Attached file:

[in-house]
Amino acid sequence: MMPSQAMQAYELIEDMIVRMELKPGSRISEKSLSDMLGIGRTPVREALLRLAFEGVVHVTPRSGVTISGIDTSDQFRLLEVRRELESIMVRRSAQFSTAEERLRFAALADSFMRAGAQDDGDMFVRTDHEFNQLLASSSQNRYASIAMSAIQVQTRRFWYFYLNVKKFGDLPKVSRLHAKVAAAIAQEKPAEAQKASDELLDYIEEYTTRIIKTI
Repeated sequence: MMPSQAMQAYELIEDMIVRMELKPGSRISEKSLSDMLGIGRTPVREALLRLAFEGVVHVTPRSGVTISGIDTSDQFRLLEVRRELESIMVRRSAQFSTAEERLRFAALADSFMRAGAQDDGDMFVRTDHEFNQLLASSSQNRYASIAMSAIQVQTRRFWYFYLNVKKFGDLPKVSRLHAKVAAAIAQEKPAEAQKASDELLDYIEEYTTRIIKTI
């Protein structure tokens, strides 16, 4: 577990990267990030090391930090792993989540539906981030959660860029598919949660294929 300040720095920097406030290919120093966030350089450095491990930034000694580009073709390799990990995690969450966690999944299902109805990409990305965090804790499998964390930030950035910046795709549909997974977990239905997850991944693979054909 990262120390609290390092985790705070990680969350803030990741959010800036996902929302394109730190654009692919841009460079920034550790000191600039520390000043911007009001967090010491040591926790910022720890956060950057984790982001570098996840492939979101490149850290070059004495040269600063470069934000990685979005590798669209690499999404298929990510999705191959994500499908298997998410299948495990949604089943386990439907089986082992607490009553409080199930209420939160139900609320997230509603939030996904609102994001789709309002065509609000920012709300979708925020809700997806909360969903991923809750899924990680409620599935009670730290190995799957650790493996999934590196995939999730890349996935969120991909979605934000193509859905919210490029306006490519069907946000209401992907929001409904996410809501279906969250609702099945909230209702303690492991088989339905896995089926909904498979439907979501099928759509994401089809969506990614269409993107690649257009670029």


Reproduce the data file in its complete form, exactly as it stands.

[in-house]
Amino acid sequence: MMPSQAMQAYELIEDMIVRMELKPGSRISEKSLSDMLGIGRTPVREALLRLAFEGVVHVTPRSGVTISGIDTSDQFRLLEVRRELESIMVRRSAQFSTAEERLRFAALADSFMRAGAQDDGDMFVRTDHEFNQLLASSSQNRYASIAMSAIQVQTRRFWYFYLNVKKFGDLPKVSRLHAKVAAAIAQEKPAEAQKASDELLDYIEEYTTRIIKTI
Repeated sequence: MMPSQAMQAYELIEDMIVRMELKPGSRISEKSLSDMLGIGRTPVREALLRLAFEGVVHVTPRSGVTISGIDTSDQFRLLEVRRELESIMVRRSAQFSTAEERLRFAALADSFMRAGAQDDGDMFVRTDHEFNQLLASSSQNRYASIAMSAIQVQTRRFWYFYLNVKKFGDLPKVSRLHAKVAAAIAQEKPAEAQKASDELLDYIEEYTTRIIKTI
């Protein structure tokens, strides 16, 4: 577990990267990030090391930090792993989540539906981030959660860029598919949660294929 300040720095920097406030290919120093966030350089450095491990930034000694580009073709390799990990995690969450966690999944299902109805990409990305965090804790499998964390930030950035910046795709549909997974977990239905997850991944693979054909 990262120390609290390092985790705070990680969350803030990741959010800036996902929302394109730190654009692919841009460079920034550790000191600039520390000043911007009001967090010491040591926790910022720890956060950057984790982001570098996840492939979101490149850290070059004495040269600063470069934000990685979005590798669209690499999404298929990510999705191959994500499908298997998410299948495990949604089943386990439907089986082992607490009553409080199930209420939160139900609320997230509603939030996904609102994001789709309002065509609000920012709300979708925020809700997806909360969903991923809750899924990680409620599935009670730290190995799957650790493996999934590196995939999730890349996935969120991909979605934000193509859905919210490029306006490519069907946000209401992907929001409904996410809501279906969250609702099945909230209702303690492991088989339905896995089926909904498979439907979501099928759509994401089809969506990614269409993107690649257009670029």